Returning to the visitor centre (position 10), the feeders have been attracting a few tree sparrows, plus Banksy the bank vole has popped out once or twice to pick up fallen seed. A water rail can be a lucky spot as it dashes from cover to cover.

Finally, spot of the week was last Friday night. Whilst sat at the visitor centre in the evening watching snipe drum over the fields by the car park, Toby Carter spotted a squacco heron flying over us! It headed towards the sea bank, and was later picked up again tucked in against the seabank near position 6. It did not stay there long though, and was lost as it flew off again. Luckily on Saturday it was refound on the wet grassland at Freiston Shore, where happy birders got some very nice views. This was bird species 273 for the reserves. Alas, it did not hang about and was gone again by Sunday. But not before Dave Roberts captured this photo.

Where are all these positions I keep mentioning? Here is a simple map to help you.

You may also like to watch this short video, featuring Toby Carter, as another explanation of where to look for various species.

If you would like to go on a gentle tour of the reserve with a guide to point things out to you, we have a Summer Stroll this Sunday afternoon, 2 - 4 pm. Places cost £6, with 20% off for RSPB members.

As well as everything mentioned above, you may be lucky enough to see brown hares (photo by Tony Martin)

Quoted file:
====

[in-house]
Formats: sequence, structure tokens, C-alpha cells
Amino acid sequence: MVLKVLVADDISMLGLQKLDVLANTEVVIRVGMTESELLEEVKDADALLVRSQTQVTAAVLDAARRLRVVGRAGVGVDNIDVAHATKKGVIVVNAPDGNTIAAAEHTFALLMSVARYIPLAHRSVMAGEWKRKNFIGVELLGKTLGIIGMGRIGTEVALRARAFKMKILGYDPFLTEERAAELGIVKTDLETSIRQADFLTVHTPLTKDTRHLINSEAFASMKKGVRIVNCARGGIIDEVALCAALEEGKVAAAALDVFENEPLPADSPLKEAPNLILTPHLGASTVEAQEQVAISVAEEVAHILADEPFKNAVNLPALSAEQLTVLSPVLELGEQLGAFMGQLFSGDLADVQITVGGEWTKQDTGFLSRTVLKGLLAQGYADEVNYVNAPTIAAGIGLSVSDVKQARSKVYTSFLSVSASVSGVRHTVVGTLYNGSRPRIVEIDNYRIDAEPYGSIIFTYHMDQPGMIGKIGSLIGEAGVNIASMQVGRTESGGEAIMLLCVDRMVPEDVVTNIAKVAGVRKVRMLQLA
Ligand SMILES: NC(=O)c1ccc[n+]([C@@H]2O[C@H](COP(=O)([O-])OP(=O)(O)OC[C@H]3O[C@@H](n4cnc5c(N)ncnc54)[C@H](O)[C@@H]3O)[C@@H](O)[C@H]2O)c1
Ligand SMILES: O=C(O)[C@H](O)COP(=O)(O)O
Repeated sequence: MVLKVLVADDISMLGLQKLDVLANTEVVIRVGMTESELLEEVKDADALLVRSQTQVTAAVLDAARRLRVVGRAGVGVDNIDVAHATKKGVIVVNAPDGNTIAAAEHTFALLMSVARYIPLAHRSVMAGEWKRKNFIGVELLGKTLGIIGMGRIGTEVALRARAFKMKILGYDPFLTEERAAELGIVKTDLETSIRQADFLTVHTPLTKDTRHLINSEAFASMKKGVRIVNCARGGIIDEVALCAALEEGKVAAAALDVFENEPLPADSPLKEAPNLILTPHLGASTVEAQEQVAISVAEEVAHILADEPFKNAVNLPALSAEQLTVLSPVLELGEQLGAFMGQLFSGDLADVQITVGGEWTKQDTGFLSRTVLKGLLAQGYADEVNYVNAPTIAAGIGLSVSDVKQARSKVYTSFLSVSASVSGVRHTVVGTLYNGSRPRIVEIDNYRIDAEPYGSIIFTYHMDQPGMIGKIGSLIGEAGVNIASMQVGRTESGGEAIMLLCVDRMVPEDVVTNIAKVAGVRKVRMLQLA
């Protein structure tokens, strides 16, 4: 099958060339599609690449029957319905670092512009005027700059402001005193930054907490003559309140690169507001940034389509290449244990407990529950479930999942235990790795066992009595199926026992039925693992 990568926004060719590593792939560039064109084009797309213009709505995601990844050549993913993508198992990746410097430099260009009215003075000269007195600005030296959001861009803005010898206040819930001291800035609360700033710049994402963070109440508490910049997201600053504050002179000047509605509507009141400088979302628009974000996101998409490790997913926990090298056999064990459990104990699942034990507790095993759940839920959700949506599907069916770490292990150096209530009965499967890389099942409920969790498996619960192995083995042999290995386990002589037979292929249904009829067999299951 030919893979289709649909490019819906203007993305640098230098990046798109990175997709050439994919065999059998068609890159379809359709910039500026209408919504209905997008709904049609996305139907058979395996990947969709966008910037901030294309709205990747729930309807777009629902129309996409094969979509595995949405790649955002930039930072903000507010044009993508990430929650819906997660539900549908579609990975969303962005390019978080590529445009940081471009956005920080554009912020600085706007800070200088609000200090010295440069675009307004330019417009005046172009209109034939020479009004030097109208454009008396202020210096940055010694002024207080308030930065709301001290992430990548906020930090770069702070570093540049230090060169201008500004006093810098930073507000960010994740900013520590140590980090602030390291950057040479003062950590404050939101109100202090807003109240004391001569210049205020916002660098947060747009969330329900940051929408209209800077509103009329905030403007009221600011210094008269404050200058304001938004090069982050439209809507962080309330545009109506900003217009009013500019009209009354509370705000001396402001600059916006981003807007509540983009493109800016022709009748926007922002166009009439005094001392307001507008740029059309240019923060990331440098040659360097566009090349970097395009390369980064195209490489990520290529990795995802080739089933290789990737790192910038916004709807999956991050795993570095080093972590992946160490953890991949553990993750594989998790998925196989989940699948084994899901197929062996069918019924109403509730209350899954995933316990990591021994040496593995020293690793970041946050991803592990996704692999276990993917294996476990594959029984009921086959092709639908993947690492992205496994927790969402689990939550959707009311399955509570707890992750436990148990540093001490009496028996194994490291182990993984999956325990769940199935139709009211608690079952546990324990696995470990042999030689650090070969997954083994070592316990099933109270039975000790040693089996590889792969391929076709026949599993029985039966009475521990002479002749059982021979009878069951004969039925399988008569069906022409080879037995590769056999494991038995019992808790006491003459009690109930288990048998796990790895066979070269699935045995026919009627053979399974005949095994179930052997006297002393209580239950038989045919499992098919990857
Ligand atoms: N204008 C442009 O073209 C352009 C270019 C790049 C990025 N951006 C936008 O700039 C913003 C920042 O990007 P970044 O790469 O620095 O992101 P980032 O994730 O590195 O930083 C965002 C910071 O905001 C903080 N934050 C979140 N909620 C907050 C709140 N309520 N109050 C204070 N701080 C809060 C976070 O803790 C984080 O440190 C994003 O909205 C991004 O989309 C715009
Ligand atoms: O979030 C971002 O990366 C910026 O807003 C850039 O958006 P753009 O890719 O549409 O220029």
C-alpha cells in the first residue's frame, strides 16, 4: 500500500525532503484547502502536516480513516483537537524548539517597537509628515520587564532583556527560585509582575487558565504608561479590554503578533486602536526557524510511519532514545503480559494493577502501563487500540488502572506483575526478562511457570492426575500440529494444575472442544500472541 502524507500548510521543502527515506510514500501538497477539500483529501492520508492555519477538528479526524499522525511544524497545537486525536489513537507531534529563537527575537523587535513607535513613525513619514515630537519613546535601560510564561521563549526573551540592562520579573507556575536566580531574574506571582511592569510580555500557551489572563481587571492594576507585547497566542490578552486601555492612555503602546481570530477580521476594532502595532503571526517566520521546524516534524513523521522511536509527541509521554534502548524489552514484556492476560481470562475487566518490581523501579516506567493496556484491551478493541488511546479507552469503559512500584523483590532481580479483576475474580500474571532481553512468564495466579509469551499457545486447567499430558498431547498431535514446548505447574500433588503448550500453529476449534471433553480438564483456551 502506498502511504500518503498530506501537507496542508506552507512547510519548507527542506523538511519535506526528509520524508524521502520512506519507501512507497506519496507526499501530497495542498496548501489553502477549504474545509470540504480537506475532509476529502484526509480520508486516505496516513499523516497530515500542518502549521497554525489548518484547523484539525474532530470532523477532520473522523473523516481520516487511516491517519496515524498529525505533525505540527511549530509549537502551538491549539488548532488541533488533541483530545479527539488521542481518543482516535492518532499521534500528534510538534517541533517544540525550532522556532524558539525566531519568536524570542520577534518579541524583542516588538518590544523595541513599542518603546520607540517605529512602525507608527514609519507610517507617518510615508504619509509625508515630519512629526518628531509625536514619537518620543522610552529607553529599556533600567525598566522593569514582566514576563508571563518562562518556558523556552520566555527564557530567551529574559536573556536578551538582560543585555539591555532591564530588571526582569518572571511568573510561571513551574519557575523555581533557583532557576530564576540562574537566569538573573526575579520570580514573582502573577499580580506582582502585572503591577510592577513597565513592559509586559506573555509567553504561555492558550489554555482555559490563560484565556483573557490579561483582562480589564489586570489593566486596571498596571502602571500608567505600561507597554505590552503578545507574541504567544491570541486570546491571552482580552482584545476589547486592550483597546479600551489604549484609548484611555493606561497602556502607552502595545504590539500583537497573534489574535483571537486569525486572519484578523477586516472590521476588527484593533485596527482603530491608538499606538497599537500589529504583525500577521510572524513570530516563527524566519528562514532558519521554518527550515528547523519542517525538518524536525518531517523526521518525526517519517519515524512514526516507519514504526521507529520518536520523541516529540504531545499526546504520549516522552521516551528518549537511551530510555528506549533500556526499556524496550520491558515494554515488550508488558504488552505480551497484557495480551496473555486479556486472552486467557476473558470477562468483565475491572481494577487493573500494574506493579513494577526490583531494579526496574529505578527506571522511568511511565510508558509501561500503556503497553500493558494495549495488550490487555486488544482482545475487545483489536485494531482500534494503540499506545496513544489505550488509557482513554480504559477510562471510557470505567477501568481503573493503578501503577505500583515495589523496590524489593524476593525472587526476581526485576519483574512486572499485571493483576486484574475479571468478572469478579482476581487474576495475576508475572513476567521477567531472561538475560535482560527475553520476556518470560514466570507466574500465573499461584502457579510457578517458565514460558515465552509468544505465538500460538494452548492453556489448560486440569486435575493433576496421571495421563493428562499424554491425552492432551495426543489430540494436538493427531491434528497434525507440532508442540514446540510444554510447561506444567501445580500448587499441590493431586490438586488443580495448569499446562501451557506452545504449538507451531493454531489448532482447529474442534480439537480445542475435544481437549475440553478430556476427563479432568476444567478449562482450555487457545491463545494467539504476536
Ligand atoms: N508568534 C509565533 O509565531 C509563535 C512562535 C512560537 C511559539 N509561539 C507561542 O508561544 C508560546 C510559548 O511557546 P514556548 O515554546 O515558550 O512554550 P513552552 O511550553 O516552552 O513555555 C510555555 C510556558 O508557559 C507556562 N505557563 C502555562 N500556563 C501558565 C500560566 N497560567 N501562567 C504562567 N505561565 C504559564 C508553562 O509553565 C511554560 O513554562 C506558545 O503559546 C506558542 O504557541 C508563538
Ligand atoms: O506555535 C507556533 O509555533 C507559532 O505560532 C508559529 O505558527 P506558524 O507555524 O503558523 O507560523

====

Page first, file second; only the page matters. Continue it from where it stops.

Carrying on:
Common terns... (photo by Jeremy Eyeons)

And if you check ragwort plants, there will probably be some cinnabar moth caterpillars munching away (photo by Jeremy Eyeons)

So there you have it! This has been the new look sightings blog. What did you think about it? All constructive comments and feedback are welcome. Drop us an email to or leave a comment here on the blog.

As a reminder, we will continue to post news of rare sightings to our our Twitter account. No need to have an account yourself, we make it so everyone can see it. If you do tweet yourself, please remember to use #RSPBFrampton so we can see what you are posting, and also ideally mention @RSPBNorfolkLinc. If you have any good photos (or video, or even artwork) we'd love to see that too. Tweet it, or share it on our Facebook page or our Flickr account. It may also be useful for you to know the weather and tide times for the site, which may well have an impact on what is showing. 

All the best, take care, and I will catch you next time.